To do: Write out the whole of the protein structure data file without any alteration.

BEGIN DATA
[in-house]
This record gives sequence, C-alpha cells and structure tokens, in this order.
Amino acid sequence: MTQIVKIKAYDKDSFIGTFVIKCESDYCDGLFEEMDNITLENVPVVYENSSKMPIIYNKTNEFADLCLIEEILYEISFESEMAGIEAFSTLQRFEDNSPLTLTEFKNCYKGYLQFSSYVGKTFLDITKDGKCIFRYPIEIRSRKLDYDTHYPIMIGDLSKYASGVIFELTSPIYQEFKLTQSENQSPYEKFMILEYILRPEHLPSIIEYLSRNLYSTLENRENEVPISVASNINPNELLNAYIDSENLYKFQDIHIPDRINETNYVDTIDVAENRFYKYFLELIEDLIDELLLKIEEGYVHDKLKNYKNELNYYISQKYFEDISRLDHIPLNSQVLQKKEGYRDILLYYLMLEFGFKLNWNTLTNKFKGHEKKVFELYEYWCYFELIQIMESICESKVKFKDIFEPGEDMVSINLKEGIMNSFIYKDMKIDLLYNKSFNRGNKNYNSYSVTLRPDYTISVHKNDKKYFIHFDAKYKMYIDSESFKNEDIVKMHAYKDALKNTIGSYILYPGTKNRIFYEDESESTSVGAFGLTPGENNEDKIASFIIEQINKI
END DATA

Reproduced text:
[in-house]
This record gives sequence, C-alpha cells and structure tokens, in this order.
Amino acid sequence: MTQIVKIKAYDKDSFIGTFVIKCESDYCDGLFEEMDNITLENVPVVYENSSKMPIIYNKTNEFADLCLIEEILYEISFESEMAGIEAFSTLQRFEDNSPLTLTEFKNCYKGYLQFSSYVGKTFLDITKDGKCIFRYPIEIRSRKLDYDTHYPIMIGDLSKYASGVIFELTSPIYQEFKLTQSENQSPYEKFMILEYILRPEHLPSIIEYLSRNLYSTLENRENEVPISVASNINPNELLNAYIDSENLYKFQDIHIPDRINETNYVDTIDVAENRFYKYFLELIEDLIDELLLKIEEGYVHDKLKNYKNELNYYISQKYFEDISRLDHIPLNSQVLQKKEGYRDILLYYLMLEFGFKLNWNTLTNKFKGHEKKVFELYEYWCYFELIQIMESICESKVKFKDIFEPGEDMVSINLKEGIMNSFIYKDMKIDLLYNKSFNRGNKNYNSYSVTLRPDYTISVHKNDKKYFIHFDAKYKMYIDSESFKNEDIVKMHAYKDALKNTIGSYILYPGTKNRIFYEDESESTSVGAFGLTPGENNEDKIASFIIEQINKI